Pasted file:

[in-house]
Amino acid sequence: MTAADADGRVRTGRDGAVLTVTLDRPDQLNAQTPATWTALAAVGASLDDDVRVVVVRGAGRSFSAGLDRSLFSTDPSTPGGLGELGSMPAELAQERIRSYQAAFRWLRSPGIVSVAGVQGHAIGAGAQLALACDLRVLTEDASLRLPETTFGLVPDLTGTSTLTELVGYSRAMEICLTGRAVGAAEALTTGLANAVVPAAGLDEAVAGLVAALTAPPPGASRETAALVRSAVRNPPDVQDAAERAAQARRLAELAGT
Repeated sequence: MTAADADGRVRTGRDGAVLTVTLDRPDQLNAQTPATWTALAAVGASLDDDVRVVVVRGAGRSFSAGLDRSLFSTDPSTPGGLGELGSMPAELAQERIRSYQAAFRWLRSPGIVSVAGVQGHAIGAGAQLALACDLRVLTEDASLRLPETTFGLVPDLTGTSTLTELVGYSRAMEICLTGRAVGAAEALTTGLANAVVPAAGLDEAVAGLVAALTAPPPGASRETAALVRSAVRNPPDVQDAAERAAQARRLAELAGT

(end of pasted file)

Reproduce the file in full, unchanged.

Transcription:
[in-house]
Amino acid sequence: MTAADADGRVRTGRDGAVLTVTLDRPDQLNAQTPATWTALAAVGASLDDDVRVVVVRGAGRSFSAGLDRSLFSTDPSTPGGLGELGSMPAELAQERIRSYQAAFRWLRSPGIVSVAGVQGHAIGAGAQLALACDLRVLTEDASLRLPETTFGLVPDLTGTSTLTELVGYSRAMEICLTGRAVGAAEALTTGLANAVVPAAGLDEAVAGLVAALTAPPPGASRETAALVRSAVRNPPDVQDAAERAAQARRLAELAGT
Repeated sequence: MTAADADGRVRTGRDGAVLTVTLDRPDQLNAQTPATWTALAAVGASLDDDVRVVVVRGAGRSFSAGLDRSLFSTDPSTPGGLGELGSMPAELAQERIRSYQAAFRWLRSPGIVSVAGVQGHAIGAGAQLALACDLRVLTEDASLRLPETTFGLVPDLTGTSTLTELVGYSRAMEICLTGRAVGAAEALTTGLANAVVPAAGLDEAVAGLVAALTAPPPGASRETAALVRSAVRNPPDVQDAAERAAQARRLAELAGT